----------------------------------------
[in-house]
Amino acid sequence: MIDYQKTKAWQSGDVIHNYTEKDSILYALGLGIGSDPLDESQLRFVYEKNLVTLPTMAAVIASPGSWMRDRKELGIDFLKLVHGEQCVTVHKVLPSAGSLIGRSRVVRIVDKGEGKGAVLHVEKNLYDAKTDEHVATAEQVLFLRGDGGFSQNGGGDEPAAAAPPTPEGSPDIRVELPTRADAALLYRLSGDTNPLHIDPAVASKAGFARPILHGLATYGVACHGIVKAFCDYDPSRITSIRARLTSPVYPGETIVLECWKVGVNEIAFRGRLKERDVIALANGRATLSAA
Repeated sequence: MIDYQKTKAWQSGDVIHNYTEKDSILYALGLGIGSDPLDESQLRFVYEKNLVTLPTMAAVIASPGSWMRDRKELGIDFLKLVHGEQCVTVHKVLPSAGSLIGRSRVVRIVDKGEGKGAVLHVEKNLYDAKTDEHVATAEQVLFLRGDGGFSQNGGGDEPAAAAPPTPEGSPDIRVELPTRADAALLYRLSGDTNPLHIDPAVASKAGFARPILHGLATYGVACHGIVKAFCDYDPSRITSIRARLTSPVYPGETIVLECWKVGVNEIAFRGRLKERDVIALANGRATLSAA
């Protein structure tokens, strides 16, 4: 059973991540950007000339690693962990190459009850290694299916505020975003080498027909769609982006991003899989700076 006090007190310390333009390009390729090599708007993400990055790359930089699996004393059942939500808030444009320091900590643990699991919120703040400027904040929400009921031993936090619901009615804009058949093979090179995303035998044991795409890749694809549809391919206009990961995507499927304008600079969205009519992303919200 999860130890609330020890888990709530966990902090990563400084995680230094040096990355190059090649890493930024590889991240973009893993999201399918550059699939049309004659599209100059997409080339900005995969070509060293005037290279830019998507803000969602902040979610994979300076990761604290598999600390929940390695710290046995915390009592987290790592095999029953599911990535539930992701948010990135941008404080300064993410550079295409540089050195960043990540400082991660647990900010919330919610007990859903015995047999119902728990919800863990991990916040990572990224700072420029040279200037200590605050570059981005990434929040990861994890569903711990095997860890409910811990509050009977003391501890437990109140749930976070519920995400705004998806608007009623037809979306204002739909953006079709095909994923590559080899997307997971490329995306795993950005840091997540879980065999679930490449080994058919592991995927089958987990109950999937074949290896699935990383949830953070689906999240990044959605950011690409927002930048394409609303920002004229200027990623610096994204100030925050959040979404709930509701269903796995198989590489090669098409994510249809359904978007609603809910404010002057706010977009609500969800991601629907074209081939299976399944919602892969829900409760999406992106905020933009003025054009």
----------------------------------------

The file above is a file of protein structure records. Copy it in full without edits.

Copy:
[in-house]
Amino acid sequence: MIDYQKTKAWQSGDVIHNYTEKDSILYALGLGIGSDPLDESQLRFVYEKNLVTLPTMAAVIASPGSWMRDRKELGIDFLKLVHGEQCVTVHKVLPSAGSLIGRSRVVRIVDKGEGKGAVLHVEKNLYDAKTDEHVATAEQVLFLRGDGGFSQNGGGDEPAAAAPPTPEGSPDIRVELPTRADAALLYRLSGDTNPLHIDPAVASKAGFARPILHGLATYGVACHGIVKAFCDYDPSRITSIRARLTSPVYPGETIVLECWKVGVNEIAFRGRLKERDVIALANGRATLSAA
Repeated sequence: MIDYQKTKAWQSGDVIHNYTEKDSILYALGLGIGSDPLDESQLRFVYEKNLVTLPTMAAVIASPGSWMRDRKELGIDFLKLVHGEQCVTVHKVLPSAGSLIGRSRVVRIVDKGEGKGAVLHVEKNLYDAKTDEHVATAEQVLFLRGDGGFSQNGGGDEPAAAAPPTPEGSPDIRVELPTRADAALLYRLSGDTNPLHIDPAVASKAGFARPILHGLATYGVACHGIVKAFCDYDPSRITSIRARLTSPVYPGETIVLECWKVGVNEIAFRGRLKERDVIALANGRATLSAA
């Protein structure tokens, strides 16, 4: 059973991540950007000339690693962990190459009850290694299916505020975003080498027909769609982006991003899989700076 006090007190310390333009390009390729090599708007993400990055790359930089699996004393059942939500808030444009320091900590643990699991919120703040400027904040929400009921031993936090619901009615804009058949093979090179995303035998044991795409890749694809549809391919206009990961995507499927304008600079969205009519992303919200 999860130890609330020890888990709530966990902090990563400084995680230094040096990355190059090649890493930024590889991240973009893993999201399918550059699939049309004659599209100059997409080339900005995969070509060293005037290279830019998507803000969602902040979610994979300076990761604290598999600390929940390695710290046995915390009592987290790592095999029953599911990535539930992701948010990135941008404080300064993410550079295409540089050195960043990540400082991660647990900010919330919610007990859903015995047999119902728990919800863990991990916040990572990224700072420029040279200037200590605050570059981005990434929040990861994890569903711990095997860890409910811990509050009977003391501890437990109140749930976070519920995400705004998806608007009623037809979306204002739909953006079709095909994923590559080899997307997971490329995306795993950005840091997540879980065999679930490449080994058919592991995927089958987990109950999937074949290896699935990383949830953070689906999240990044959605950011690409927002930048394409609303920002004229200027990623610096994204100030925050959040979404709930509701269903796995198989590489090669098409994510249809359904978007609603809910404010002057706010977009609500969800991601629907074209081939299976399944919602892969829900409760999406992106905020933009003025054009």